Architecture can be a very fun component of the arts.
One can play with shape, colour, form & texture.
something which at first appears light-hearted
can actually disguise a much more serious design philosophy.
The site was a long, narrow block with an existing house
facing the street at the front.
Rather than extend "out the back",
this was a chance to question the entire site plan,
to delve into how a family really lives,
and to maximise sunlight in winter & shade in summer.
With rear side access as a bonus,
the resulting floor plan creates two separate pavilions,
the new one at the rear for living
and the original house (reconfigured) at the front for sleeping.
This means there is a sun-trap in the middle,
a place of quiet & retreat in the centre of a busy Melbourne suburb.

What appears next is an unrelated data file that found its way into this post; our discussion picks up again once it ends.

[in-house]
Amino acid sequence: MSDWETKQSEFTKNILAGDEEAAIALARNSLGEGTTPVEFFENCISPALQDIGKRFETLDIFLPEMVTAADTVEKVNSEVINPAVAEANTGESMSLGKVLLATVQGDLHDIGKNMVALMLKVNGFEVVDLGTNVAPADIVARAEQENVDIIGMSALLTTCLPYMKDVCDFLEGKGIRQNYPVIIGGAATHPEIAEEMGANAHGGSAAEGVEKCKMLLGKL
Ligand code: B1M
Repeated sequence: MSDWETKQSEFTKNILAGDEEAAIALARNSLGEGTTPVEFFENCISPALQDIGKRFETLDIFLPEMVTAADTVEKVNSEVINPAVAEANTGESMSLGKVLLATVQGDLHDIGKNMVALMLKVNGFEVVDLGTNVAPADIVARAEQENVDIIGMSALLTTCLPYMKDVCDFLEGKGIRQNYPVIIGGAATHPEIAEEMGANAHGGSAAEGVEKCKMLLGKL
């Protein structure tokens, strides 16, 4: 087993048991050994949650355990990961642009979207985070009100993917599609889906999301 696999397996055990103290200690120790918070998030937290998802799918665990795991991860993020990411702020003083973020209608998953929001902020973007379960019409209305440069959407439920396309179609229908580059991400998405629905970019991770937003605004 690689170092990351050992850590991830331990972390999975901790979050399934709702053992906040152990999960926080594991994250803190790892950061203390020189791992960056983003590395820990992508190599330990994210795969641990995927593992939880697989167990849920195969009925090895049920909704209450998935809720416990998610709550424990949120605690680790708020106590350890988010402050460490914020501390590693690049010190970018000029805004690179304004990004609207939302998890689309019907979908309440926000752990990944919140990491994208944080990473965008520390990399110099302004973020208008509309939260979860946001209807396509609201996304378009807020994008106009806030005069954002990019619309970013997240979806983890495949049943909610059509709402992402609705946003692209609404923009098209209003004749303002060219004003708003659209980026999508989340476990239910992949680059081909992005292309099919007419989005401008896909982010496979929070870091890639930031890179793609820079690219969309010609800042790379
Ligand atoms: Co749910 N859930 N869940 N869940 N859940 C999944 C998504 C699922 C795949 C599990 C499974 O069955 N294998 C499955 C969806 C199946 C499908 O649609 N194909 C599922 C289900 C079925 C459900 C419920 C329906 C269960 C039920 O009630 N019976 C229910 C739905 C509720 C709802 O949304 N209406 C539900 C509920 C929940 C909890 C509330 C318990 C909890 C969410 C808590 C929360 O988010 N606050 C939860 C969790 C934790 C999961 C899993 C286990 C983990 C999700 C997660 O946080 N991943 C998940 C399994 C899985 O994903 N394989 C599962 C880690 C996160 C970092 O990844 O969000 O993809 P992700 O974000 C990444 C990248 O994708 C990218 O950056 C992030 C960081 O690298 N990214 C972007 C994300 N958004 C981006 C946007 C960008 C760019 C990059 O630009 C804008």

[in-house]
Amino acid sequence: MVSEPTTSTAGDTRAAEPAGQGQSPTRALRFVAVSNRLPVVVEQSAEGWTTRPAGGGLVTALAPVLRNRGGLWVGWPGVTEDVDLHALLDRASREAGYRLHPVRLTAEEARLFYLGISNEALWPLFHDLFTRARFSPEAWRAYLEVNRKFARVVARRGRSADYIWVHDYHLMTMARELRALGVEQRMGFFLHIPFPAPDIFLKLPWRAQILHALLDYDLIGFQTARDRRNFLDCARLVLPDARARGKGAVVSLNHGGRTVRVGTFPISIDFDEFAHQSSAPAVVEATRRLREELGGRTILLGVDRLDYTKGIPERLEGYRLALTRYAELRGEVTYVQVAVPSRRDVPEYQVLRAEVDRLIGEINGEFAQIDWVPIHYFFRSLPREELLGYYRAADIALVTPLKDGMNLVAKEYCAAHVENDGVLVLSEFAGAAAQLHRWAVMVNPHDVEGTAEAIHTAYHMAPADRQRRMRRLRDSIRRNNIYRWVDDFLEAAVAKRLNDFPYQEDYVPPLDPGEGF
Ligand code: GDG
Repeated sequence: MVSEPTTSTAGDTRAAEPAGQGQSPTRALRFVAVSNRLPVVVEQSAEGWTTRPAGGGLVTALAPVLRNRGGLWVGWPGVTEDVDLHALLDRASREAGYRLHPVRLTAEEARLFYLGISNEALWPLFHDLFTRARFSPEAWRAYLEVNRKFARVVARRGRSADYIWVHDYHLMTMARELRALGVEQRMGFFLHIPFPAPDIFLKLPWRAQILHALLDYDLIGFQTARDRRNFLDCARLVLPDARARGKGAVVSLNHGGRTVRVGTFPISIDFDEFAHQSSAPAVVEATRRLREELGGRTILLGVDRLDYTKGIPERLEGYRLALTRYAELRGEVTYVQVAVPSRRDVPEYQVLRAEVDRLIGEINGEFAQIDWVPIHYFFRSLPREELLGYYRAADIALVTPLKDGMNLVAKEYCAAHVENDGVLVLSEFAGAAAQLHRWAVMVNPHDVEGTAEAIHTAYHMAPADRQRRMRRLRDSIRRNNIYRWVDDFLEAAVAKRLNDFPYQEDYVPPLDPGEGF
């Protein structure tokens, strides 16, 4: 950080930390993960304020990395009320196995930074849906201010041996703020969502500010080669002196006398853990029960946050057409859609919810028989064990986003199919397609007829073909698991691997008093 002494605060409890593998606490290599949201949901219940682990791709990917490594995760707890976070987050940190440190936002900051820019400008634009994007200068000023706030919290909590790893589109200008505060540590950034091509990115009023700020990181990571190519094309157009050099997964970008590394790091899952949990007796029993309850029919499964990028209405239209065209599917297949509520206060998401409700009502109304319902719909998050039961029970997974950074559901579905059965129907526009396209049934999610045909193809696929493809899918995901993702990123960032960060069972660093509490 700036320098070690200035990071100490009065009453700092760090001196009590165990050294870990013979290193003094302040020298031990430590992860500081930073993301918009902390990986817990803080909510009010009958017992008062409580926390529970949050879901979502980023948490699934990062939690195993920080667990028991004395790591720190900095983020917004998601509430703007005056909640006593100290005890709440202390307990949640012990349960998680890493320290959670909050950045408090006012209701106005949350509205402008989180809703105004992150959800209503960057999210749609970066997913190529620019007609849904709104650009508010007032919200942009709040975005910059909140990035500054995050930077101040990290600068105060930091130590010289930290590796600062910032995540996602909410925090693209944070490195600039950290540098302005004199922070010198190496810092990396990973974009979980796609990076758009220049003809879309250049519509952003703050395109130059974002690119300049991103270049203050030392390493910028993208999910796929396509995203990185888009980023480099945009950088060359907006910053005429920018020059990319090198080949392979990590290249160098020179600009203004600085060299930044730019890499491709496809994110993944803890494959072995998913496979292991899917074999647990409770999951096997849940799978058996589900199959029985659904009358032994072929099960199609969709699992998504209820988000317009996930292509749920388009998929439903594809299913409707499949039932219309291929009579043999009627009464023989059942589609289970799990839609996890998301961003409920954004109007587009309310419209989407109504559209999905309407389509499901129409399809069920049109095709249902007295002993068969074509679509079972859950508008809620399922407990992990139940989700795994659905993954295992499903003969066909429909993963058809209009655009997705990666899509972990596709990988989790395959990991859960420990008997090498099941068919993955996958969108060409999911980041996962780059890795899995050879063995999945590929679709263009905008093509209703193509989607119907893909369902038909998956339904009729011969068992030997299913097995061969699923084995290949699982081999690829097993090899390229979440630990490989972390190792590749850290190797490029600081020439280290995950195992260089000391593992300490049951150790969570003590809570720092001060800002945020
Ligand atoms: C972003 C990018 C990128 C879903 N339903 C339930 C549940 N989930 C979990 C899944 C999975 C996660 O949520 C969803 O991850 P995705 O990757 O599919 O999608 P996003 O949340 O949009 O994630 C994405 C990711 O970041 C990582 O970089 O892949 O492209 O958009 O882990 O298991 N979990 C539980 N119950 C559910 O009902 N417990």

And a wonderful place for the 3 children
(and adults) to play.
The 2 pavilions are linked with a dramatic glass-faced corridor.
The new structure continues the playful theme
with spiral stairs
(always a favourite for both swash-buckling kids
and fun-loving adults. Or maybe that's just me???).
Polished concrete floors are family friendly,
so easy to clean &, dare I say it, brilliant for disguising everyday mess.
Adding loose rugs on top creates warmth & colour,
and can be taken outside for more thoroughly cleaning when needed.
The plywood ceilings not only create texture
but would be fabulous for absorbing sound.
The Hill House is playful, yes,
but it is the result of very serious thought.
As all good architecture should be : questioning, questioning, questioning.
lots more images & background :: andrew maynard hill house